At our middle schools, we’ll see construction starting this year at both Jefferson Academy and Eliot-Hine as both schools begin their long overdue modernizations; Capitol Hill Montessori at Logan, including its middle grades, will also see its renovation begin in the next couple of years. They’ll soon join Stuart-Hobson in having learning environments of which our middle grade students and families can be proud.Academically, I’m always impressed by the learning that occurs within our middle schools and am heartened by the long-overdue progress DCPS has made in the implementation of the IB Middle Years Program to serve 6th through 10th grade students at Eliot-Hine and Eastern.

Elementary schools across the Ward continue to grow both in enrollment and in academic rigor, thanks to the many engaged parents who are holding them accountable. There are simply far too many examples of excellence in our elementary schools to list.

Moving Forward
To move forward, we need to reexamine our city’s system of oversight. The State Board of Education lacks the ability to require city agencies to respond to our requests for information. The Board of Education has promised to review those policies related to the scandal that we have authority over,
including the 80-20 Rule that requires schools to report students absent and intervene when students miss 20% of their school day. We also are working to update graduation requirements and to establish strong policies around credit recovery.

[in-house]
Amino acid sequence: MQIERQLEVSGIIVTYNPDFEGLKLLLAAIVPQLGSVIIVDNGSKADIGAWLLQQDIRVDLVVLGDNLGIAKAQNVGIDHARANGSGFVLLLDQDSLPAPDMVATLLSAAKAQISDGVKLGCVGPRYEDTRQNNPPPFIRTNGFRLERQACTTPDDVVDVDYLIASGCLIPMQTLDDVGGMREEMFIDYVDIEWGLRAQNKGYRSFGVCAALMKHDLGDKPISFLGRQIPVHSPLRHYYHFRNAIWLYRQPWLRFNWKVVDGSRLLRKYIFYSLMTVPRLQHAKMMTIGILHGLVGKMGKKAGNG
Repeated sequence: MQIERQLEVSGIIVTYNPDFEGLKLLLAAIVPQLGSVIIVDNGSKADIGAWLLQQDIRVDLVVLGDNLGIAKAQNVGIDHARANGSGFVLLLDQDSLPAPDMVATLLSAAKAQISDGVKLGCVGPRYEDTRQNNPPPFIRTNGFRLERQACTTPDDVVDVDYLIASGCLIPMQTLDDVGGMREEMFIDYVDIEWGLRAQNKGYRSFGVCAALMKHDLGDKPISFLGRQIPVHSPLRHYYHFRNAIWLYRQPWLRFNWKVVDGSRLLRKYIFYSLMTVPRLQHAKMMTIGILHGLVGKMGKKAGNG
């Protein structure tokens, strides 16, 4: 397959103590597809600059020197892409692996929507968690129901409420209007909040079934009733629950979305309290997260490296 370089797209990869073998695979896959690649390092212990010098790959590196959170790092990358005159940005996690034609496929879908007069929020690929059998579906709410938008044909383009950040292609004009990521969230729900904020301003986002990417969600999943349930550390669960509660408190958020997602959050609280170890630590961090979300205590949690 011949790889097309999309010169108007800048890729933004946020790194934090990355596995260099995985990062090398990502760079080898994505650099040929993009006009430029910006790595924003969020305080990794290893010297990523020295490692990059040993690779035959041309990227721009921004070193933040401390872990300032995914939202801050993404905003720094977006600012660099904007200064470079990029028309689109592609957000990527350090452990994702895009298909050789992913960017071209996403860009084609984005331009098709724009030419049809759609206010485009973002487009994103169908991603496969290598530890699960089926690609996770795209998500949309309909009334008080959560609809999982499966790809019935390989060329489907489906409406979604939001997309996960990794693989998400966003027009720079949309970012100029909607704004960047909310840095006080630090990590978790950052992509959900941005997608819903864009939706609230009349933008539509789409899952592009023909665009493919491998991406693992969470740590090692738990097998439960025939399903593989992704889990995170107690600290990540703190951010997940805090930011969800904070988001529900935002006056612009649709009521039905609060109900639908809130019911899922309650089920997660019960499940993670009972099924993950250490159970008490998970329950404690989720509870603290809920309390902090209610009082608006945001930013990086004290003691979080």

The Board of Education, along with several members of the City Council, have also called for a further independent review of our school systems. According to the Alvarez & Marsal audit, of the 2,758 DCPS graduates last year, 937 (34%) students graduated without meeting the city’s requirements to earn their diploma. The true number is likely significantly higher; we know that attendance records were altered at one school. More importantly, the audit only looked at student’s senior year: attendance problems begin as early as middle school.

We also know that many students enter our middle grades far behind where they should be academically. The audit also did not look deeply into the role that public charter schools and that transfers between our public school systems play in this controversy. Whether it’s advocating for librarians for our schools, the mitigation of lead in school water supplies, or ensuring that each school has a robust and broad curriculum, parents are the key to maintaining and expanding the success of our neighborhood schools from early education through graduation. As a community of schools, we have a lot to be proud of but we still have a lot to do. We must continue to work together to ensure that our students receive the supports that they need to thrive.


Tags: , , , ,

What's trending

Comments are closed.

Social Media Auto Publish Powered By : XYZScripts.com
Add to Flipboard Magazine.